Medical journals: evidence of bias against the diseases of poverty

If leading general and specialist medical journals cannot find ways to publish work that more accurately reflects the burden of disease and risk factors that affect large parts of the world today, the editors of those journals are failing to discharge a vital professional responsibility, one which suggests that profit has finally trumped public service.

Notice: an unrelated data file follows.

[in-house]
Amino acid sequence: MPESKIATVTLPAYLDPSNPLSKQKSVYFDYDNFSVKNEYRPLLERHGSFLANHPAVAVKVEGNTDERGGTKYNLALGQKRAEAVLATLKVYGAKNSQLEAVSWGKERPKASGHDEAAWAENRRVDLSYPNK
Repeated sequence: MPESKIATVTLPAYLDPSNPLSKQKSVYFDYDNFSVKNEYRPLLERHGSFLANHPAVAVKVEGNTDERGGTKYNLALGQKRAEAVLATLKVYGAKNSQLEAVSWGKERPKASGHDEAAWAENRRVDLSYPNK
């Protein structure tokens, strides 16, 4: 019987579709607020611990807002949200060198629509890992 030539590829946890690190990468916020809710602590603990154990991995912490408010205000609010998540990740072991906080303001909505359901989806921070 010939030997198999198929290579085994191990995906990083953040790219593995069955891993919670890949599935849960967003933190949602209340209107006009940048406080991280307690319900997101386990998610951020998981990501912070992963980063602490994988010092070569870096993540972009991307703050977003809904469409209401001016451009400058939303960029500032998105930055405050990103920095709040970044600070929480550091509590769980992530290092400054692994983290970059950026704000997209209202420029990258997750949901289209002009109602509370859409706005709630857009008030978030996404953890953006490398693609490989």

Some of the world's leading general medical journals include the Annals of Internal Medicine, BMJ, JAMA, New England Journal of Medicine, and The Lancet. [A survey of] these five general medical journals in 2001...found that the frequency of research articles relevant to diseases of poverty was low in the sample he studied - zero for Annals, 2% for JAMA, 4% for the New England Journal of Medicine, 6% for the BMJ, and 16% for The Lancet. He concluded that "as the journals control the global distribution of biomedical news and developments they have a responsibility to ensure that they provide essential information of an adequate quality, in sufficient quantity, and at a reasonable cost". These biases damage our democratic culture. Poverty is the most serious threat to the health of several billion people living on our planet. The way we discuss the responsibilities of the well off to those who live in poverty depends on the media - print, radio, and television - to present a balanced and accurate picture of the world and the predicaments of its peoples. For example, the lives of those living in poverty are rarely reported in most mass news media unless there is an acute humanitarian emergency. (A rare but exemplary instance of reporting the slow news of global health is the "Lives Lost" project launched recently by The Boston Globe). The values that influence judgments about the selection of content for medical journals (eg, randomised controlled trials of new medicines) are largely determined by priorities in science and public health - and commerce. This mix of forces is not wholly bad for medical research. Profit helps to protect editorial freedom. But if this commercial environment does seriously skew content away from what matters to those people the journal claims to serve, as it surely does at some journals, the culture of medicine is distorted, even harmed. Medical research therefore becomes shaped by the commercial values and agenda of its own media. The result? That the range of public debate narrows. And here is the danger to fair deliberation about diseases affecting the poor. Where are the forces countering these prevailing pressures? For medical journals, they seem to be weak and unpredictable. If leading general and specialist medical journals cannot find ways to publish work that more accurately reflects the burden of disease and risk factors that affect large parts of the world today, the editors of those journals are failing to discharge a vital professional responsibility, one which suggests that profit has finally trumped public service. Editors could use their journals to call for greater commitment to close the 10/90 gap - where 90% of research funding is channelled into diseases affecting only 10% of the world's population. Given the often fragile research capacity in the developing world, these efforts will take time to have their effect. Yet they are an essential first step. Perhaps editors will only seriously change their current policies when readers and advertisers demand it, when agencies such as WHO and non-governmental organisations campaign hard for it, or when research originating from developing country settings is improved in both quantity and quality. Nevertheless, a radical cultural transformation is needed within the editorial offices of leading medical journals today to reverse a deeply embedded ethnic bias. The public-service remit of journals needs to be carefully defined and protected. Community responsibility is one of medicine's core values; medicine's global responsibilities need to be strengthened in medical journals today.